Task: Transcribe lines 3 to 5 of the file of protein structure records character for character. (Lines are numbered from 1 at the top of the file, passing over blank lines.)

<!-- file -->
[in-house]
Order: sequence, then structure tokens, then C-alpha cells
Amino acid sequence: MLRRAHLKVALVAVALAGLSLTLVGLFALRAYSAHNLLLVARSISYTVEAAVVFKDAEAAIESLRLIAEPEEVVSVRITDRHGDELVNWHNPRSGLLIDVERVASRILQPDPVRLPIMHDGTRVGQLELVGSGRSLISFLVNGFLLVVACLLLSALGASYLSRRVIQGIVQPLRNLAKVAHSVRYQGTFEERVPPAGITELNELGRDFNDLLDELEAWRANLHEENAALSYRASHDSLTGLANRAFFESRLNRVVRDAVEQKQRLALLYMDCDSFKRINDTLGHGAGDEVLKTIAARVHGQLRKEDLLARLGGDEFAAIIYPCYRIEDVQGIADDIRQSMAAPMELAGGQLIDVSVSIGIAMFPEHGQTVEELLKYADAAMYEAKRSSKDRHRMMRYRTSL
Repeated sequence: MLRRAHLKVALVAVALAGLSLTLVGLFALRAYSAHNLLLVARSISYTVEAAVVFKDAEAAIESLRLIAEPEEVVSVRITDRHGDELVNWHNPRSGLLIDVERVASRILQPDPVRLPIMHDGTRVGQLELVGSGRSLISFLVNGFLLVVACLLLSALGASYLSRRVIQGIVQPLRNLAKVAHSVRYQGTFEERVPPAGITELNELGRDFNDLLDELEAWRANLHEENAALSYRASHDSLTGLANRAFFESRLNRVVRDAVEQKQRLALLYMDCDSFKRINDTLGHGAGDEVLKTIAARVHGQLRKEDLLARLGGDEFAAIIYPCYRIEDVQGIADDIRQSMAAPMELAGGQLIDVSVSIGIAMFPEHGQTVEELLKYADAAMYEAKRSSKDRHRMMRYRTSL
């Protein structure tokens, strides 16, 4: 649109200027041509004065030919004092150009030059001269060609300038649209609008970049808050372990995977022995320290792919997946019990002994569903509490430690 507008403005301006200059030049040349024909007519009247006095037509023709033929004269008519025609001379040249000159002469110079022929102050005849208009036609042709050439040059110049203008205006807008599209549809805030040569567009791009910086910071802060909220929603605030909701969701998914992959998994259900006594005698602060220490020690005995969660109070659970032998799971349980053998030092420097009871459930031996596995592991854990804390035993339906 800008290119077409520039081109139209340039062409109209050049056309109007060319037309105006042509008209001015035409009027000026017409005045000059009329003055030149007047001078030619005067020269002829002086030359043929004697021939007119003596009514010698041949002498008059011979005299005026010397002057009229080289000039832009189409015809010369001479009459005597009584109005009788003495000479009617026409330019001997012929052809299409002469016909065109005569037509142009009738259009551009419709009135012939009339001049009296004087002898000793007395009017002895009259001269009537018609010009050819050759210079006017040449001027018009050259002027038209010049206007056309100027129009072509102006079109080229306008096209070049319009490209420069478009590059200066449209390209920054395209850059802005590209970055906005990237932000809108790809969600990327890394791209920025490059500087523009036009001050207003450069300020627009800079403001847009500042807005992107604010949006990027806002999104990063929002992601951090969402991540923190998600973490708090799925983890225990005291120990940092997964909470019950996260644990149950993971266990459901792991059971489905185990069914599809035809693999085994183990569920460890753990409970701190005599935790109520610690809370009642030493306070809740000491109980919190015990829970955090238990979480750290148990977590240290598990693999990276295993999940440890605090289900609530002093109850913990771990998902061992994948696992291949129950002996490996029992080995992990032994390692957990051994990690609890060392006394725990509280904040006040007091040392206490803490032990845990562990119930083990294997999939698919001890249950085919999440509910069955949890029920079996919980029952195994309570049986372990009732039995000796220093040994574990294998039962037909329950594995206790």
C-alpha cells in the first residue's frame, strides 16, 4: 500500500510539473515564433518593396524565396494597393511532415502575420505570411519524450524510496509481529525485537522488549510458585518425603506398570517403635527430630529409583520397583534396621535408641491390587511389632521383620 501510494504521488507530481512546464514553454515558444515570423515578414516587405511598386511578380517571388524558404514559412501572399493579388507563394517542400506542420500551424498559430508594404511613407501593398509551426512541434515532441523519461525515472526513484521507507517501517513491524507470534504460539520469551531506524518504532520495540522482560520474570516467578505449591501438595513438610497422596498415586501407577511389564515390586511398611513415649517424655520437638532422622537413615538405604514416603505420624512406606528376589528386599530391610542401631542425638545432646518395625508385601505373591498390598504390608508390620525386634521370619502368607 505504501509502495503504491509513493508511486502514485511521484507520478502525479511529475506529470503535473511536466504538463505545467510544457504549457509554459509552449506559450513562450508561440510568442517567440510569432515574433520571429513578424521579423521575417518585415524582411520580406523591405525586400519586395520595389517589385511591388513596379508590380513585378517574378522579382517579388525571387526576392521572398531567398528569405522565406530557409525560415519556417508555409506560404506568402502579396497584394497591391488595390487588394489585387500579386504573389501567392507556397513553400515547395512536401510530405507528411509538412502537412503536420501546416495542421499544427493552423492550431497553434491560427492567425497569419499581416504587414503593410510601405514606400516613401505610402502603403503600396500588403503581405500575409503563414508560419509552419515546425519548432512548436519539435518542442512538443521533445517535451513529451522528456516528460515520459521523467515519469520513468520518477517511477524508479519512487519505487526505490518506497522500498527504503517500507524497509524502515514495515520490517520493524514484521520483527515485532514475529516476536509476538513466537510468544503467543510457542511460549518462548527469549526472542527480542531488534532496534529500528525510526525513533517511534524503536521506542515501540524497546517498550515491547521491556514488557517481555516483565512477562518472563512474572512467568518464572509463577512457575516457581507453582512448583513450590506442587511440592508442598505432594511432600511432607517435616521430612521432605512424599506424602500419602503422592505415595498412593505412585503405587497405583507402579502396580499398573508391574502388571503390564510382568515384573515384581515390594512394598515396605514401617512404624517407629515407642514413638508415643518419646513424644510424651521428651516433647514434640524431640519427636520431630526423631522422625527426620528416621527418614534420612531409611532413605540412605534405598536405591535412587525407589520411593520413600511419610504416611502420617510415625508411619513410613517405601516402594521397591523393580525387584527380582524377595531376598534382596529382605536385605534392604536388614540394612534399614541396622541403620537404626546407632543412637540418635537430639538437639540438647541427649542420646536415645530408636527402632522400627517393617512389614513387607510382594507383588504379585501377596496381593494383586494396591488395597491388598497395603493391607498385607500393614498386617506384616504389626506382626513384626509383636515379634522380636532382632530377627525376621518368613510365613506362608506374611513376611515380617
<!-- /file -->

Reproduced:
Amino acid sequence: MLRRAHLKVALVAVALAGLSLTLVGLFALRAYSAHNLLLVARSISYTVEAAVVFKDAEAAIESLRLIAEPEEVVSVRITDRHGDELVNWHNPRSGLLIDVERVASRILQPDPVRLPIMHDGTRVGQLELVGSGRSLISFLVNGFLLVVACLLLSALGASYLSRRVIQGIVQPLRNLAKVAHSVRYQGTFEERVPPAGITELNELGRDFNDLLDELEAWRANLHEENAALSYRASHDSLTGLANRAFFESRLNRVVRDAVEQKQRLALLYMDCDSFKRINDTLGHGAGDEVLKTIAARVHGQLRKEDLLARLGGDEFAAIIYPCYRIEDVQGIADDIRQSMAAPMELAGGQLIDVSVSIGIAMFPEHGQTVEELLKYADAAMYEAKRSSKDRHRMMRYRTSL
Repeated sequence: MLRRAHLKVALVAVALAGLSLTLVGLFALRAYSAHNLLLVARSISYTVEAAVVFKDAEAAIESLRLIAEPEEVVSVRITDRHGDELVNWHNPRSGLLIDVERVASRILQPDPVRLPIMHDGTRVGQLELVGSGRSLISFLVNGFLLVVACLLLSALGASYLSRRVIQGIVQPLRNLAKVAHSVRYQGTFEERVPPAGITELNELGRDFNDLLDELEAWRANLHEENAALSYRASHDSLTGLANRAFFESRLNRVVRDAVEQKQRLALLYMDCDSFKRINDTLGHGAGDEVLKTIAARVHGQLRKEDLLARLGGDEFAAIIYPCYRIEDVQGIADDIRQSMAAPMELAGGQLIDVSVSIGIAMFPEHGQTVEELLKYADAAMYEAKRSSKDRHRMMRYRTSL
């Protein structure tokens, strides 16, 4: 649109200027041509004065030919004092150009030059001269060609300038649209609008970049808050372990995977022995320290792919997946019990002994569903509490430690 507008403005301006200059030049040349024909007519009247006095037509023709033929004269008519025609001379040249000159002469110079022929102050005849208009036609042709050439040059110049203008205006807008599209549809805030040569567009791009910086910071802060909220929603605030909701969701998914992959998994259900006594005698602060220490020690005995969660109070659970032998799971349980053998030092420097009871459930031996596995592991854990804390035993339906 800008290119077409520039081109139209340039062409109209050049056309109007060319037309105006042509008209001015035409009027000026017409005045000059009329003055030149007047001078030619005067020269002829002086030359043929004697021939007119003596009514010698041949002498008059011979005299005026010397002057009229080289000039832009189409015809010369001479009459005597009584109005009788003495000479009617026409330019001997012929052809299409002469016909065109005569037509142009009738259009551009419709009135012939009339001049009296004087002898000793007395009017002895009259001269009537018609010009050819050759210079006017040449001027018009050259002027038209010049206007056309100027129009072509102006079109080229306008096209070049319009490209420069478009590059200066449209390209920054395209850059802005590209970055906005990237932000809108790809969600990327890394791209920025490059500087523009036009001050207003450069300020627009800079403001847009500042807005992107604010949006990027806002999104990063929002992601951090969402991540923190998600973490708090799925983890225990005291120990940092997964909470019950996260644990149950993971266990459901792991059971489905185990069914599809035809693999085994183990569920460890753990409970701190005599935790109520610690809370009642030493306070809740000491109980919190015990829970955090238990979480750290148990977590240290598990693999990276295993999940440890605090289900609530002093109850913990771990998902061992994948696992291949129950002996490996029992080995992990032994390692957990051994990690609890060392006394725990509280904040006040007091040392206490803490032990845990562990119930083990294997999939698919001890249950085919999440509910069955949890029920079996919980029952195994309570049986372990009732039995000796220093040994574990294998039962037909329950594995206790």